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ISSUE 117 VOL 4 PUBLISHED 10/10/2003

Film Club: the remake

By Ian Anderson
Staff Writer

Friday, October 10, 2003

Going to the movies is a strange phenomenon. Why would people want to sit in uncomfortable chairs and watch movies with strangers when they could rent movies and watch them in the comfort of their own homes? It’s the mass experience that is the appeal: we want to learn something from a movie, but we want to learn with others. The St. Olaf Film Club is based on this premise.

Every Friday at 7:00 p.m., the Film Club plays critically acclaimed movies for just that reason: to learn. “We want more than a group of students wanting to watch movies; [we want students] to be involved in the process of understanding how cinema has evolved and how it’s appreciated, both as a catalyst and a product of large changes in cultural moors, world interests, politics, and how the eco-system of business and cinema interact,” said Jason Zencka ’06, co-president of this year’s film club.

Aspiring film critics Zencka and Aubrey Barnard ’04 have taken over Film Club as co-presidents this year in hopes of revamping its image and providing motivation for increased student attendance and interest. They intend to do this by implementing an over-arching theme in cinema each month, so as to simultaneously show great movies and stimulate discussion. This month’s theme is 1970s American cinema, and next month’s will be film noire – both strong themes that are the sources of many modern independent films.

“I’ve always been interested in how film works in the larger scheme,” Zencka said. “I wanted an avenue to expand that world with other students that took initiative – and that had yet to exist.”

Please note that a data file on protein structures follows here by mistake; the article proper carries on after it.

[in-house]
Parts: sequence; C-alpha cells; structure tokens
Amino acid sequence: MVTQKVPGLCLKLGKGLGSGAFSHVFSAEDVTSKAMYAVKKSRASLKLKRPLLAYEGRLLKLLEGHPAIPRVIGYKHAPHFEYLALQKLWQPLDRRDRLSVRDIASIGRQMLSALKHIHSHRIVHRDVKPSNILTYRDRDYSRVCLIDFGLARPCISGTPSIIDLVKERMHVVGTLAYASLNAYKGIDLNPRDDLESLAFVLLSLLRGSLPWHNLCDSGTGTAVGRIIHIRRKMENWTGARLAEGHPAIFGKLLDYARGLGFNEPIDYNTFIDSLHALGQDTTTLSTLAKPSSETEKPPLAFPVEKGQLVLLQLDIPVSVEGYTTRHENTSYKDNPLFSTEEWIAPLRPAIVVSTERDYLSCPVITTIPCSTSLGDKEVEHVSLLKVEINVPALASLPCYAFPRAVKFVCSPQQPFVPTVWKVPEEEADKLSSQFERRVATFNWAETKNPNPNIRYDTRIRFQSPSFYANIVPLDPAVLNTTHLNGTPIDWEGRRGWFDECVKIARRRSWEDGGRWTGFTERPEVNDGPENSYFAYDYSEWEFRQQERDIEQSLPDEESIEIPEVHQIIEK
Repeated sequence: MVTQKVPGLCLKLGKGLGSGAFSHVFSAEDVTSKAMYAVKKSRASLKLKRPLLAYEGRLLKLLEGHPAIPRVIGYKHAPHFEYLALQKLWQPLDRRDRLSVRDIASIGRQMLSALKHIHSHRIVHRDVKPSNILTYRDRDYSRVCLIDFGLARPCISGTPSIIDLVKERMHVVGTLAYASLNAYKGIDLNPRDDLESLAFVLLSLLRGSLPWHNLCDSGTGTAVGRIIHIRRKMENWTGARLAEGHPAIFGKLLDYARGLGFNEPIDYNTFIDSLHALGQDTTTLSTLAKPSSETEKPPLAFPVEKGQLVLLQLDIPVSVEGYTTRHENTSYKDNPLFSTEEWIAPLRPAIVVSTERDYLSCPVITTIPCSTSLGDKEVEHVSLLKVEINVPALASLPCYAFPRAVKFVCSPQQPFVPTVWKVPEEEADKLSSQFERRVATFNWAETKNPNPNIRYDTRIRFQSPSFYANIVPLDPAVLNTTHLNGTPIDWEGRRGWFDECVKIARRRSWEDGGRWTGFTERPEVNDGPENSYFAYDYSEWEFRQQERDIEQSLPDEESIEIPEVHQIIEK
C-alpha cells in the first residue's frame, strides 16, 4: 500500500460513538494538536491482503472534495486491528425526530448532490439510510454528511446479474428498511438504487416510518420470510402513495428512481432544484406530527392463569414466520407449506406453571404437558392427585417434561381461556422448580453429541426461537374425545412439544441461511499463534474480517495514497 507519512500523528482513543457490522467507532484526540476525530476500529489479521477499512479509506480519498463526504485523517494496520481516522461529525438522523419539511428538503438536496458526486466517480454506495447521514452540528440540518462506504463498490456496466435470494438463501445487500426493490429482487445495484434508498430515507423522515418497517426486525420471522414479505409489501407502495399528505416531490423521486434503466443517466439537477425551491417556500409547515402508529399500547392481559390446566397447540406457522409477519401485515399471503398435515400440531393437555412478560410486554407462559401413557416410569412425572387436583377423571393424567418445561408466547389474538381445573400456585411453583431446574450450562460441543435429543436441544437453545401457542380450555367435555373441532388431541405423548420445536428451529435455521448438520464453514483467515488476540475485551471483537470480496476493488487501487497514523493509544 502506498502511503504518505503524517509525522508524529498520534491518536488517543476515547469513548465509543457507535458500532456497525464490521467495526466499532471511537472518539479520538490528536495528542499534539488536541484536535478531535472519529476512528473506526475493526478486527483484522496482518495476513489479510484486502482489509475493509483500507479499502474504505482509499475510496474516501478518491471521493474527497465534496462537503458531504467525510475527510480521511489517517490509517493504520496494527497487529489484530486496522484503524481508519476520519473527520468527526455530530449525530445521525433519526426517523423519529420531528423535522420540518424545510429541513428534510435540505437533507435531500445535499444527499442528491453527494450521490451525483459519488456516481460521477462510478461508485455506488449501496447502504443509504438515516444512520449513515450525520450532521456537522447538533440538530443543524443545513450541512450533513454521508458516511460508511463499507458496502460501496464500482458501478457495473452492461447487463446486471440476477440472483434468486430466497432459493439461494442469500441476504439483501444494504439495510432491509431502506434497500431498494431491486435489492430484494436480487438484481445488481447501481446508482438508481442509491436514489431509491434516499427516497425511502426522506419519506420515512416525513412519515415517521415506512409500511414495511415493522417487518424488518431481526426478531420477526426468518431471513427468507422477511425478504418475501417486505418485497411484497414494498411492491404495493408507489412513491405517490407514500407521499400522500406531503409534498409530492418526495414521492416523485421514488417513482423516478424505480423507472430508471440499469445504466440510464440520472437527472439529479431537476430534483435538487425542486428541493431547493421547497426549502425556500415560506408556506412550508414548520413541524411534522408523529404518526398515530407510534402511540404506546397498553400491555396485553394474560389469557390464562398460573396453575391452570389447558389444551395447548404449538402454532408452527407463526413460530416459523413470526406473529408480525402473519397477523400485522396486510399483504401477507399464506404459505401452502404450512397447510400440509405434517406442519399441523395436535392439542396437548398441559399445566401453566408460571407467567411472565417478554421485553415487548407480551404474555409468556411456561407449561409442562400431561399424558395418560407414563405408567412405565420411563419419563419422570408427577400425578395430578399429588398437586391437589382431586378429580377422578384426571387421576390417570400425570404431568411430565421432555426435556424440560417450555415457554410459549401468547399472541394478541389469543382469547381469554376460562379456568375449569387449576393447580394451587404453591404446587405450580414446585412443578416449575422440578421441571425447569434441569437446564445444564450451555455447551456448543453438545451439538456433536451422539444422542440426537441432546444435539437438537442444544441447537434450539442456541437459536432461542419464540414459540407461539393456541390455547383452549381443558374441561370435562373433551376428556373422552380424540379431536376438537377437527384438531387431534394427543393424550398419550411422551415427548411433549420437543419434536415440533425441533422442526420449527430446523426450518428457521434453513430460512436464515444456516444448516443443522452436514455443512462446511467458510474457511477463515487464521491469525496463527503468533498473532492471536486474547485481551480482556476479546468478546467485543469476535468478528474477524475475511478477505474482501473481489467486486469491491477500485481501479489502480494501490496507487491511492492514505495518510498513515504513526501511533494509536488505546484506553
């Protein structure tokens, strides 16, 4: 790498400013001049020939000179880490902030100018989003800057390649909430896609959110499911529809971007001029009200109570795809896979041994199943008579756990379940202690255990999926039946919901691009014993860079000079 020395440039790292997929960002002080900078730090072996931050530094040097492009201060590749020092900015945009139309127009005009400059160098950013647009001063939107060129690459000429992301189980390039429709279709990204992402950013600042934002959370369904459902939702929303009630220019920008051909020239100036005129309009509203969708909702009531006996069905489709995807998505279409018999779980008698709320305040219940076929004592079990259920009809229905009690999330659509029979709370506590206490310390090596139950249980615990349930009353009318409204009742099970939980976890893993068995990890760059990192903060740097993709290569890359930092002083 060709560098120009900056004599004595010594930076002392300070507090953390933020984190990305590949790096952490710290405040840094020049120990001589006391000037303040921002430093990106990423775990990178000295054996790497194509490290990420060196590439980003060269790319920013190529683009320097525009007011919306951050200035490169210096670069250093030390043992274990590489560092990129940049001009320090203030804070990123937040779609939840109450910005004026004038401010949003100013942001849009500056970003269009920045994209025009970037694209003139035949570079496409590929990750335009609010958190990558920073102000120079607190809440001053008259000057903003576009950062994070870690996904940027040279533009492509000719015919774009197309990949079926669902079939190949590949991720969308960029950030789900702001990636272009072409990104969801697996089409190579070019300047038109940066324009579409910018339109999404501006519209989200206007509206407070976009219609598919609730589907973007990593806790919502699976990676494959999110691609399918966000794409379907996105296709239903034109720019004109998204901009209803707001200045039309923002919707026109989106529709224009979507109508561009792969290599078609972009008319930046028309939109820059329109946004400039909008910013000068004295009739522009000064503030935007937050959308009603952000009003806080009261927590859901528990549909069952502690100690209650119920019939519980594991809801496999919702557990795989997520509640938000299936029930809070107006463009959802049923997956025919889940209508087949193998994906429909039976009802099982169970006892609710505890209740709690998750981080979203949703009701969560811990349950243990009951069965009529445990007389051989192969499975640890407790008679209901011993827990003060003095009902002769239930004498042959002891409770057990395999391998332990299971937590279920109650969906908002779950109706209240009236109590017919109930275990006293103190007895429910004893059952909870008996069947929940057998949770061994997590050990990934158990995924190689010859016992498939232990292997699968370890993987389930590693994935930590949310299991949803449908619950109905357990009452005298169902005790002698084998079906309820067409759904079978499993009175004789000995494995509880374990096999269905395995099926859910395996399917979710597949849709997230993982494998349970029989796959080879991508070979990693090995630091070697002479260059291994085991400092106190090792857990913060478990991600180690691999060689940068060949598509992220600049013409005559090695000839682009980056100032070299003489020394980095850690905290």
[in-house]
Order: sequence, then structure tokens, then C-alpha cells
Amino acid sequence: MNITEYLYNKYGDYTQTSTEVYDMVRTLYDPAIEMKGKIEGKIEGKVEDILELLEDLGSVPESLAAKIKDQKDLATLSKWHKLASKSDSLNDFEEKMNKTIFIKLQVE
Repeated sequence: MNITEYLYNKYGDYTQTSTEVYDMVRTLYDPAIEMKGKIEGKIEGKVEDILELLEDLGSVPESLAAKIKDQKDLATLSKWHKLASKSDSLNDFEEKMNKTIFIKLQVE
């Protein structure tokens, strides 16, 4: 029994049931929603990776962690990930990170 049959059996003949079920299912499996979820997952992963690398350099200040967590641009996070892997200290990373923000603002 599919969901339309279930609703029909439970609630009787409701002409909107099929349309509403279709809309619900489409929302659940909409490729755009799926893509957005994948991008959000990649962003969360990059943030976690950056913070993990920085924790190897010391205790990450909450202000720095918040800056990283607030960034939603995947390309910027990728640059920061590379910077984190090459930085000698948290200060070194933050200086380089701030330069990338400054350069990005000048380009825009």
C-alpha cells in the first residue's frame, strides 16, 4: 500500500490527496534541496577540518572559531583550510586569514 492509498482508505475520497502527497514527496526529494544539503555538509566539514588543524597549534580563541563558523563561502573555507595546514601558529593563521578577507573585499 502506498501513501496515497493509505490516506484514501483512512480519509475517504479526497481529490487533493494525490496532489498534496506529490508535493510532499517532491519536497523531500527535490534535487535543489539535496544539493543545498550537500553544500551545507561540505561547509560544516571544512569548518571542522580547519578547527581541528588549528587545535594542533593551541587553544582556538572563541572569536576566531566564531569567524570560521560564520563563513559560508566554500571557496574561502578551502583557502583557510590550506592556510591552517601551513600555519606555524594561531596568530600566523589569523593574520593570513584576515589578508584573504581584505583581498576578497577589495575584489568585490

Already, they have noticed weekly regulars and an improvement in attendance. “Last year there was pretty low attendance, and there wasn’t much organization. We hope to change that,” Zencka said. If that interest remains, they are thinking of opening other leadership positions so it’s “more than just two kids showing their favorite films,” Zencka said. Barnard added, “We want to make it a much less exclusive situation than last year. Not only discussing, but getting people who come to the films interested in choosing other films.”

Film Club also has a new student advisor: Associate Dean for Humanities Rich Fairbanks. “He’s very enthusiastic and well-versed in cinema lore,” Zencka said. Not only does he help them choose the films, but he also helps them pick topics, give advice and works as a liaison between the administration and the club. With this new source of support and advice, Zencka believes that “Film Club is on the cusp of a new golden age.”

Another direction that the club has taken this year is after-film discussions. After every showing, members of Film Club take time to talk about what they have just viewed and what that means to both the individual and the greater scope of film’s influence. “So far, the weekly discussions have been lively and energetic,” Zencka said. “We hope to show good cinema and create good discussion at the same time.”

Zencka and Barnard also hope to include student-made films in the future. “We’ll have a ten minute ‘preview,’ which will be a student’s short,” Zencka said. “It may be a preview of what may come in American cinema.”

Yet another goal of the club is to take field trips to film festivals and to Minneapolis theaters such as the Lagoon. “It’s a part of our vision of expanding the reaches of film club,” Barnard said.

“I’ve been a participant for three years, but I’ve had no decision making powers or input,” Barnard continued. “Now we can provide that opportunity.”

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